For convenience, I've divided the ascending devices in my collection into a number of categories. Although there are more rigorous methods to classify ascending devices, I've chosen an informal approach that I think will be easier for most people to follow than some purely academic method.

Eccentric Cam Ascenders
These are ascenders that pivot on the frame and grip the rope by wedging action only. I subdivided these as follows:
Lever Cam Ascenders
Lever cam ascenders have the climber's weight attached directly to the ascender. For Type 1, the order is rope contact-pivot-sling. I subdivided these into handled ascenders and handleless ascenders. For Type 2, the order is pivot-rope contact-sling.
These are ascenders where the rope passes under a rocker arm and above an anvil. Tension on the standing line rotates the rocker by raising the standing line end of the rocker, pinching the trailing line between the other end of the rocker and the anvil.
Ascenders where the sling rope grips the main rope. These are essentially knots with metal (or other) parts added.
Ascender Knots
Ascenders where the sling rope is tied around the standing rope, and no metal parts are involved.
The famous M.A.D. (Motorized Ascending Device), powered by a gasoline engine.
The ascenders that don't quite fit into the preceding categories.

A word on the tables…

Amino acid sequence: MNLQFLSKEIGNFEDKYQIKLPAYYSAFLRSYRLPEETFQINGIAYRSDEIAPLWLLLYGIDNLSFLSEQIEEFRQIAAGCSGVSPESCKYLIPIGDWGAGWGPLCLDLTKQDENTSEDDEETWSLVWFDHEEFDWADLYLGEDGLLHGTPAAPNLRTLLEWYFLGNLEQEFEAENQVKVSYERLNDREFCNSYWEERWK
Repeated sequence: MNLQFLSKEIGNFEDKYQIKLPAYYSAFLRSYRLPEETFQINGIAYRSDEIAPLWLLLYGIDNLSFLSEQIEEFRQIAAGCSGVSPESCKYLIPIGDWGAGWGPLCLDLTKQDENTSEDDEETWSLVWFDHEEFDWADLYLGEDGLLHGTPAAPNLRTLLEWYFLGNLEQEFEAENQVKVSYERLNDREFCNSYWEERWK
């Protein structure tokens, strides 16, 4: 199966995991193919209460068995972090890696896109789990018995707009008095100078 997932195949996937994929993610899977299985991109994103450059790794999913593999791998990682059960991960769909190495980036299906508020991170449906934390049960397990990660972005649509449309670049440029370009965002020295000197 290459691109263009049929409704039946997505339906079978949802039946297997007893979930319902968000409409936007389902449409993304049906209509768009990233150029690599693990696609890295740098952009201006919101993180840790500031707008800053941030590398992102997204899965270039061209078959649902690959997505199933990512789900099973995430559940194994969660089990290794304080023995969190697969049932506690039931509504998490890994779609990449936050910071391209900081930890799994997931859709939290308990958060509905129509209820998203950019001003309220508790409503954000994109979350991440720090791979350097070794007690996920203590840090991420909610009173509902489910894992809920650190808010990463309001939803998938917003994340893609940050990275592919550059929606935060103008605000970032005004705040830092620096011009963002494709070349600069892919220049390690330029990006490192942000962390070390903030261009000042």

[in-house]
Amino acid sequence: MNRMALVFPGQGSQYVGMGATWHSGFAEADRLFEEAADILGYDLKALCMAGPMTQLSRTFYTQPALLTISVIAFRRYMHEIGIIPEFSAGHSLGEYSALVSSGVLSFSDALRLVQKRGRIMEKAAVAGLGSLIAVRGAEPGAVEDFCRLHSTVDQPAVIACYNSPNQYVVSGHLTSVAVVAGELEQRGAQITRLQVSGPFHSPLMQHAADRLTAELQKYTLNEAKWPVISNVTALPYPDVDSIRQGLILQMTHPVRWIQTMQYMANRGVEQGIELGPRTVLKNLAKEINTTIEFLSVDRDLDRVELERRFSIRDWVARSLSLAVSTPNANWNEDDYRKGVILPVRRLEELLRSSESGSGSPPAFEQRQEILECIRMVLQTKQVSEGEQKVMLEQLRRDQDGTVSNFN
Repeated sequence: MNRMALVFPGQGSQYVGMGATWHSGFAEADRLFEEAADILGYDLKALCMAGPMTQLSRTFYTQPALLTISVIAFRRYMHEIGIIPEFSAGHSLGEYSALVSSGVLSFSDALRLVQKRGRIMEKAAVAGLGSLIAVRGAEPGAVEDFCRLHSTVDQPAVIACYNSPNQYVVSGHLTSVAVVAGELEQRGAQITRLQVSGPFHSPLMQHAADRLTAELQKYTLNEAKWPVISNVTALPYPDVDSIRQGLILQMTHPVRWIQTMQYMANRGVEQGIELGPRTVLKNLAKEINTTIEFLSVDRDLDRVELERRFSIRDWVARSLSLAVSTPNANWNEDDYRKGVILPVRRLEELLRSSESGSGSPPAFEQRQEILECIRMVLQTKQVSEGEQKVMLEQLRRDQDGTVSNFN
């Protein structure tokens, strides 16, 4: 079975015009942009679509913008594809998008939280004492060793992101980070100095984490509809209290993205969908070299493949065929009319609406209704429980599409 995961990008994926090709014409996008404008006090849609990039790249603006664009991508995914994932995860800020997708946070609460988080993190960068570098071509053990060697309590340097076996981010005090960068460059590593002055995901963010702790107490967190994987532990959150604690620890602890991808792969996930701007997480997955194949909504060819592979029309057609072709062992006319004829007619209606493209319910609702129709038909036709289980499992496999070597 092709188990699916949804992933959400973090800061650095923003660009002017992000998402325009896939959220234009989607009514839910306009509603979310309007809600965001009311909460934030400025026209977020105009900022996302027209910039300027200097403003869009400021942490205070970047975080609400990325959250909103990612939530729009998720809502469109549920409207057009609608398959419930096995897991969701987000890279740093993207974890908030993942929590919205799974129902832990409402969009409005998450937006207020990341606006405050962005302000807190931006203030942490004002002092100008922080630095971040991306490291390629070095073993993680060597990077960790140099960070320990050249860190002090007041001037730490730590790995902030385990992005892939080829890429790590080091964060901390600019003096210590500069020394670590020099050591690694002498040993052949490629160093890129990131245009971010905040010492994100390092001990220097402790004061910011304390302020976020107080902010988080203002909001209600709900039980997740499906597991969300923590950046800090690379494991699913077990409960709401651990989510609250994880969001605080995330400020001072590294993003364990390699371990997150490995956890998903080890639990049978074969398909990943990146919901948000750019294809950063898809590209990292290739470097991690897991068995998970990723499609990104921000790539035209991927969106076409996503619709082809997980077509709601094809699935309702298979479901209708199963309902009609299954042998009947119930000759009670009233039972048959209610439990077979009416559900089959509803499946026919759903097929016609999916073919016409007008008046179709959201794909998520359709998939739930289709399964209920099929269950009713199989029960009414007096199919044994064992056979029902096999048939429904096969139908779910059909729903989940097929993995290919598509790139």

The tables include some numerical data:

 ID  This is just my catalog number so that I can keep these straight
 Weight  Weights are in grams. Webbing, slings, etc. are not included.
 Height, Width, Thickness  I've given the dimensions in millimeters. The measurements are in perpendicular directions. I've chosen to measure the maximum dimensions instead of the most obvious dimensions. Sometimes this leads to numbers that are more than what you would expect - for example, the thickness of a bent plate would be more than the thickness of the unbent plate.
Standard Volume   The standard volume is just the product of the height, width, and thickness divided by 1000. This gives a volume in milliliters of a box that the device will fit into. Odd shaped devices are penalized by this formula, but since they are generally harder to pack, this number might be useful.
 Channel Diameter  This is the diameter of the rope channel in millimeters. On most of these ascenders the dimension varies a bit depending on where it is measured.
 Cam Angle  Most eccentric cam ascenders use an equiangular spiral for the shape of the cam, although some use a circular arc and others use more complex patterns (e.g., two spirals). I've given the equivalent cam angle that I measured. I believe this is accurate to within about ±2 degrees.
Tooth Pattern  The tooth pattern is best described by example: (F)(2.H)^2(3.2) would have, starting at the top, a flat area (F), a row of two teeth, a hole (H), another row of two teeth, another hole (the ^2 means the pattern is repeated two times), a row of three teeth and finally a row of 2 teeth. In other patterns, "S" stands for a single longitudinal slot, and "Z" stands for wide "Z"-shaped (not conical) teeth